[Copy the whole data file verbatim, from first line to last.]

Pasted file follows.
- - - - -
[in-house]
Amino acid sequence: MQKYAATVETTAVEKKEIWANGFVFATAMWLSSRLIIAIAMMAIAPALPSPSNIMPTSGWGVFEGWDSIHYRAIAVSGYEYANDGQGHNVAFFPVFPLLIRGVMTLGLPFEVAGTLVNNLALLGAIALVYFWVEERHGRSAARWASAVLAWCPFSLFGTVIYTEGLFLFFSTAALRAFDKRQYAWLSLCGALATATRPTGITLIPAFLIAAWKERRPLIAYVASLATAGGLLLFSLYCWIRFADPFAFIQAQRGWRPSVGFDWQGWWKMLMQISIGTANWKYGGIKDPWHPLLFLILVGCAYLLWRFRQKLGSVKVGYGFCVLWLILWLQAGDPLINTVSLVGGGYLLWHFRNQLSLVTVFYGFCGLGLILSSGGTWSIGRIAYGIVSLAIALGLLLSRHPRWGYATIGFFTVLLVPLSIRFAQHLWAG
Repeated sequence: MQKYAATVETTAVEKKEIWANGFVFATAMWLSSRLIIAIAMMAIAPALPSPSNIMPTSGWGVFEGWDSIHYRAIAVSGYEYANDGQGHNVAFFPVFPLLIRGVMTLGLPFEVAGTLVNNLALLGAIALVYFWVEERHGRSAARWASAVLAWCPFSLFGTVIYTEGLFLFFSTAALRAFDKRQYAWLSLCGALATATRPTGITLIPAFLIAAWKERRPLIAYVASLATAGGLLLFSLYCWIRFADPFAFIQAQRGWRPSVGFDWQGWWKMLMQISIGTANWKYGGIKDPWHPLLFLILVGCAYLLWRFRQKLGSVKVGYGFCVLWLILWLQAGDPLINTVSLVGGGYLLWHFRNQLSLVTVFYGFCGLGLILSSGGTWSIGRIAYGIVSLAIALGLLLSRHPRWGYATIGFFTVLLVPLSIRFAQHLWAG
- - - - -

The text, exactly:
[in-house]
Amino acid sequence: MQKYAATVETTAVEKKEIWANGFVFATAMWLSSRLIIAIAMMAIAPALPSPSNIMPTSGWGVFEGWDSIHYRAIAVSGYEYANDGQGHNVAFFPVFPLLIRGVMTLGLPFEVAGTLVNNLALLGAIALVYFWVEERHGRSAARWASAVLAWCPFSLFGTVIYTEGLFLFFSTAALRAFDKRQYAWLSLCGALATATRPTGITLIPAFLIAAWKERRPLIAYVASLATAGGLLLFSLYCWIRFADPFAFIQAQRGWRPSVGFDWQGWWKMLMQISIGTANWKYGGIKDPWHPLLFLILVGCAYLLWRFRQKLGSVKVGYGFCVLWLILWLQAGDPLINTVSLVGGGYLLWHFRNQLSLVTVFYGFCGLGLILSSGGTWSIGRIAYGIVSLAIALGLLLSRHPRWGYATIGFFTVLLVPLSIRFAQHLWAG
Repeated sequence: MQKYAATVETTAVEKKEIWANGFVFATAMWLSSRLIIAIAMMAIAPALPSPSNIMPTSGWGVFEGWDSIHYRAIAVSGYEYANDGQGHNVAFFPVFPLLIRGVMTLGLPFEVAGTLVNNLALLGAIALVYFWVEERHGRSAARWASAVLAWCPFSLFGTVIYTEGLFLFFSTAALRAFDKRQYAWLSLCGALATATRPTGITLIPAFLIAAWKERRPLIAYVASLATAGGLLLFSLYCWIRFADPFAFIQAQRGWRPSVGFDWQGWWKMLMQISIGTANWKYGGIKDPWHPLLFLILVGCAYLLWRFRQKLGSVKVGYGFCVLWLILWLQAGDPLINTVSLVGGGYLLWHFRNQLSLVTVFYGFCGLGLILSSGGTWSIGRIAYGIVSLAIALGLLLSRHPRWGYATIGFFTVLLVPLSIRFAQHLWAG